The answer, of course, is that all this stuff adds nuance. But you filter out nuance when you’re not ready for it. Then you marinate in nuance for a while before you’re ready to fully embrace it yourself. Then one day the nuance just pops out of you, expressing just what you meant, and you didn’t even know you had it in you.

To get to that point, you just have to keep accepting that input while continually giving yourself opportunities to communicate.

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John Pasden

John is a Shanghai-based linguist and entrepreneur, founder of AllSet Learning.

Comments

  1. This is interesting. I have noticed once in a while that I’ll learn a new grammar point or phrase but can’t seem to put it into words in everyday life. Then suddenly one day it just pops out of my mouth without any conscious effort behind it.

    It also reminds me of physical training, such as getting in shape for a marathon. You don’t see the benefits of a 20 mile training run until weeks after you actually do it, but even then only if you’ve stuck with it during those few weeks and haven’t slacked off.

  2. Fabulous! This is documented by Second Language Acquisition research. I have read similar things by Stephen Krashen, for example, and by language teachers who allow students this ‘silent period’ as they acquire new language.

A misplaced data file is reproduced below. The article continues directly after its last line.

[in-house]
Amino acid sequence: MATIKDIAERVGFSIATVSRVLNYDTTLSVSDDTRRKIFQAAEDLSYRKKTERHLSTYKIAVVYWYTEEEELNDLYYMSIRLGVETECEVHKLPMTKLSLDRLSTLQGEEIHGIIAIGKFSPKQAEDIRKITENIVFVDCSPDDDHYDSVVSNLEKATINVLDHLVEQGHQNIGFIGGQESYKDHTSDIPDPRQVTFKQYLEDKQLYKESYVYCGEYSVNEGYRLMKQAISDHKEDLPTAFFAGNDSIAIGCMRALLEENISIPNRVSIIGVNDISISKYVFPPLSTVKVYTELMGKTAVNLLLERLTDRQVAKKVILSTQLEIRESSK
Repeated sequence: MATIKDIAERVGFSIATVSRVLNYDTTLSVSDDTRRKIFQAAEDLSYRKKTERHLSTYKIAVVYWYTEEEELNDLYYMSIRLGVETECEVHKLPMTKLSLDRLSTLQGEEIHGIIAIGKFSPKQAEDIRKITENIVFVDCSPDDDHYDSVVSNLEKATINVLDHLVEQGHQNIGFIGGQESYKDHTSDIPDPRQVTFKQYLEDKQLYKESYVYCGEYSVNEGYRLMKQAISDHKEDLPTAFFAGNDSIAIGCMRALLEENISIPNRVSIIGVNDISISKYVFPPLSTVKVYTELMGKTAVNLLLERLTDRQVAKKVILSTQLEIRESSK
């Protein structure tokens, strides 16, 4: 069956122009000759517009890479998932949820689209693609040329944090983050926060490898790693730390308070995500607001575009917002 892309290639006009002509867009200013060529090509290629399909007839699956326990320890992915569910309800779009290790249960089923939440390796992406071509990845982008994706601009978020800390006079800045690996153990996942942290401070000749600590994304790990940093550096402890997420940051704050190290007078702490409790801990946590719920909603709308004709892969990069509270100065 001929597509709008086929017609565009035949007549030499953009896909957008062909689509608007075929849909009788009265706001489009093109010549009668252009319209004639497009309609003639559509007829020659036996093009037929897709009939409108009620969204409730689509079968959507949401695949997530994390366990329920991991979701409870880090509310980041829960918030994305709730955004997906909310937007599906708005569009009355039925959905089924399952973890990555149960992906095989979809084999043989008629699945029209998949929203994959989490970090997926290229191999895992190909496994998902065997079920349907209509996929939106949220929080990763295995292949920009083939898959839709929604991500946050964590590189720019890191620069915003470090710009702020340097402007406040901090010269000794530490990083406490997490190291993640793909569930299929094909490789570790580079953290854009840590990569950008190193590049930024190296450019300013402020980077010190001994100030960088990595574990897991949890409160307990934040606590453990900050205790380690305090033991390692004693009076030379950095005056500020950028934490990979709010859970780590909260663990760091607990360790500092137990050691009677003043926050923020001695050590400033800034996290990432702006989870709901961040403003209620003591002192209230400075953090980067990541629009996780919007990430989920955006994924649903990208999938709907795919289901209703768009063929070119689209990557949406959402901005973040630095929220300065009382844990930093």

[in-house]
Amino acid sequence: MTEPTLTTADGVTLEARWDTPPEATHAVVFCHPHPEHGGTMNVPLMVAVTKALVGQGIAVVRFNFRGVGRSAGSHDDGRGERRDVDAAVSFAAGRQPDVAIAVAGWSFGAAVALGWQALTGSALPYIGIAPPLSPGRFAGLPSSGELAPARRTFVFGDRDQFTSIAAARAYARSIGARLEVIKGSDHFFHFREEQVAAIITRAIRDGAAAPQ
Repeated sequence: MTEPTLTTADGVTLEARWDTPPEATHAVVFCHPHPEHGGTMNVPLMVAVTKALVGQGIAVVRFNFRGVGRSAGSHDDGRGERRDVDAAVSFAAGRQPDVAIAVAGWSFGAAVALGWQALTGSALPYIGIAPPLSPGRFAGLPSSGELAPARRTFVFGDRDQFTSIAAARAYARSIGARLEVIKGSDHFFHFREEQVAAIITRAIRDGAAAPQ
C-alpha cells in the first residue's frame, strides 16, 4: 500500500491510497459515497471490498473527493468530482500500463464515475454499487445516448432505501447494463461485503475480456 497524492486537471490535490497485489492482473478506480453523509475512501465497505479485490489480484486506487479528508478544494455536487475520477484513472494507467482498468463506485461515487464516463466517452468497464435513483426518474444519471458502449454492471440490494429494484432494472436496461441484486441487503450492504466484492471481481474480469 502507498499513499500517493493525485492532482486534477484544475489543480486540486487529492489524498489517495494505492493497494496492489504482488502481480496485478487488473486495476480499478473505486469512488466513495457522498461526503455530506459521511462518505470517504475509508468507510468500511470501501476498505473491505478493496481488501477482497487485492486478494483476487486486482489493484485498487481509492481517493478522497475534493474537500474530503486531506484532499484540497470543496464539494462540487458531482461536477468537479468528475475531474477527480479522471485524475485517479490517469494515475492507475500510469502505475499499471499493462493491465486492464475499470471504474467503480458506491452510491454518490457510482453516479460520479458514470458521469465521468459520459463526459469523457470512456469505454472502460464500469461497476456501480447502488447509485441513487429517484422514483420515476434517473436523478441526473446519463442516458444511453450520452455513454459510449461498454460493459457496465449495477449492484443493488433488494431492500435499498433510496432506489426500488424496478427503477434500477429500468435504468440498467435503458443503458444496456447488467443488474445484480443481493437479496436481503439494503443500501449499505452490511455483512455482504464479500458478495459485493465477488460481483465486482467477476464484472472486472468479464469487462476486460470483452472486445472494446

For my own experience, I have improved more at Chinese when I relaxed about what I was doing to learn. Rather than push myself to produce language that I didn’t find natural to use, I made sure to hear and read Chinese with a little challenge to it, and mainly focus my attention on understanding and enjoying it. (Reading the Bible and recently, The Hobbit, work great for me.) I mostly notice improvement when Chinese friends read my writing after a gap of some months.

  3. This observation also indicates the S model of learning and retention. The S in this case symbolizes how a student makes progress. The flat parts of the S are periods of slow progress where the progress made is very difficult to measure or observe. In fact, it seems like a period where a student plateaus. However, on the flip side, the sharper curve of the S indicates a period of intense progress and a sudden increase in level, which is both obvious to the learner and to those who observe the learner.

  4. This is an interesting post. I think the marinating meat is an interesting illustrating.